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Chapter 2. The Basics of Green IT > Organizational Issues in Addressing the Pro...

Organizational Issues in Addressing the Problem

Organization is one of the first issues to address for green IT. The organization issue usually starts with who manages and controls the IT power bill. Often, the CIO doesn’t pay the electricity bill, and the power cost for a data center is allocated to the different groups in the building based on square footage. That’s a good deal for the data center group, but it doesn’t provide motivation to reduce energy use in the data center. We know that the cost of powering and cooling the data center and communications closets is escalating. In early 2008, Gartner correctly predicted that by 2009, power and cooling costs would be second only to salaries in many IT budgets. This issue on the IT power bill does not try to solve the climate change problems. It is focused directly on the energy conservation solutions now available and their impact on the enterprise bottom line. The Uptime Institute is a research-based academic group founded to serve data center owners/operators and senior facilities engineers across the U.S., searching for leading practices for data center facilities and infrastructure systems design, engineering, and operations.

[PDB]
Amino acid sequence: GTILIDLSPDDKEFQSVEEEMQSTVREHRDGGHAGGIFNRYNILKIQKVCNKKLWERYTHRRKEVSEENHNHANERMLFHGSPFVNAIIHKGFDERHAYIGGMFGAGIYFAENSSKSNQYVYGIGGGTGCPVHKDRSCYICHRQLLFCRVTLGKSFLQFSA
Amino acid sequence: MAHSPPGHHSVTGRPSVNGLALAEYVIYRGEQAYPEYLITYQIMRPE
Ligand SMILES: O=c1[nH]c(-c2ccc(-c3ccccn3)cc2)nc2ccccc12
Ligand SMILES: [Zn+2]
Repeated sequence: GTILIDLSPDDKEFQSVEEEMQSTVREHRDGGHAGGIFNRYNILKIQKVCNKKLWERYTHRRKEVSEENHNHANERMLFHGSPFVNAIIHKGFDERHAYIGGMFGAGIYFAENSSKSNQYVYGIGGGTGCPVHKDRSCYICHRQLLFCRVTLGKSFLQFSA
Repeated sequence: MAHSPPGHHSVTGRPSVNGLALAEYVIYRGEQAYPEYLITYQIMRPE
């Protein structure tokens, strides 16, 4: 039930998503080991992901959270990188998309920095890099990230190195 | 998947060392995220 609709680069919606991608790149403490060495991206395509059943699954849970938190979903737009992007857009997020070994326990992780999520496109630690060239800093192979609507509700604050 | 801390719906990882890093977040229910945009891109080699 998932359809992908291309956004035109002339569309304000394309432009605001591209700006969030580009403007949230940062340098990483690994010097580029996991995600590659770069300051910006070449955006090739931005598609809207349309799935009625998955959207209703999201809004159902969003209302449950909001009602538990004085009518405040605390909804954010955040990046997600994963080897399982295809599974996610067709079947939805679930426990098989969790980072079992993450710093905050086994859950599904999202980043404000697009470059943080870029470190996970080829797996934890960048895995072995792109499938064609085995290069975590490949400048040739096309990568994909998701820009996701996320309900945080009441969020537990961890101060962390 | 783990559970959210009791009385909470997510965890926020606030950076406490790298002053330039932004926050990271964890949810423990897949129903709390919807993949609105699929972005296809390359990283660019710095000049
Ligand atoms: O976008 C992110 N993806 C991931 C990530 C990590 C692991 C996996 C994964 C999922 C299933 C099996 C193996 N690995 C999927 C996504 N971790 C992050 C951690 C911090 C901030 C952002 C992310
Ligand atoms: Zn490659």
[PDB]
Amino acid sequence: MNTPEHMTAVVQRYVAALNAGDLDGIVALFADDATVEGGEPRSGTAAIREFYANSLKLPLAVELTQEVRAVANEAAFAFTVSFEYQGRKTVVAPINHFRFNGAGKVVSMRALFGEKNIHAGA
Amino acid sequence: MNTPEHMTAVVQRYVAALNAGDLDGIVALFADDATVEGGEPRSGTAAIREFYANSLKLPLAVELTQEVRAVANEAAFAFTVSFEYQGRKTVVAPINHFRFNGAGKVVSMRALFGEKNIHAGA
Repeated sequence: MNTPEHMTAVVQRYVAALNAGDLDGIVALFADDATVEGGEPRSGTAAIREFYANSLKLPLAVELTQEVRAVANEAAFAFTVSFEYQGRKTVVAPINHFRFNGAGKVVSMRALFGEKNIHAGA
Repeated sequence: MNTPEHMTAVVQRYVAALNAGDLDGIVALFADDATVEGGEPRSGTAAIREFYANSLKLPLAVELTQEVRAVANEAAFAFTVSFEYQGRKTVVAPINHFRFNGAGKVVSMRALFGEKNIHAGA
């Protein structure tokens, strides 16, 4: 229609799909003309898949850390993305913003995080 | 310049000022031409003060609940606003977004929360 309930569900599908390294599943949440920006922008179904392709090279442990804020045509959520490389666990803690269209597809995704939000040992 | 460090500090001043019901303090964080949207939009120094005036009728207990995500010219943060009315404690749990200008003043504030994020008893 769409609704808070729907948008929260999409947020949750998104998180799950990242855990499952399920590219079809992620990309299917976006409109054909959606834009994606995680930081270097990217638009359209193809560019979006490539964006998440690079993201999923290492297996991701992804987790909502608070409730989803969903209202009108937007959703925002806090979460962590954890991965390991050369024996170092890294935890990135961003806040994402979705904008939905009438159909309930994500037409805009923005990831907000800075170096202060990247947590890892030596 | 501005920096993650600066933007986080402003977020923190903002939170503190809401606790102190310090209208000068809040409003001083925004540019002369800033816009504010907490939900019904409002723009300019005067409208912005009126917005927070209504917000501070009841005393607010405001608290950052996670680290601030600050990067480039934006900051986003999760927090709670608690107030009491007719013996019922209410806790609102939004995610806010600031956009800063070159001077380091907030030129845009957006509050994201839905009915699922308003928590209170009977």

The organization measures the energy waste in data centers resulting from power supply, distribution, and cooling. According to Institute data gathered from the 85 large-scale corporate members in its network, it takes 2.5 watts at the building’s electricity meter to deliver 1.0 watt to the compute load. So, where are the other 1.5 watts going? According to an Institute white paper, many solutions that can improve energy efficiency by 25 percent to 50 percent are technically feasible today with little or no new capital expense. The problem is that performance measures for data center staff are related to uptime and software integration/enhancement projects: There is no sizeable upside for their professional careers in data center energy efficiency. That’s because the largest stakeholders on energy efficiency, the CFO and the CIO, aren’t usually part of the strategic conversation. For example, although fluid cooling rather than air conditioning reduces cooling requirements by approximately 60 percent to 70 percent, most CIOs are not ready to spend their operations budget on the investment; to them, it just doesn’t seem as critical as other budget items related to business applications growth.


  

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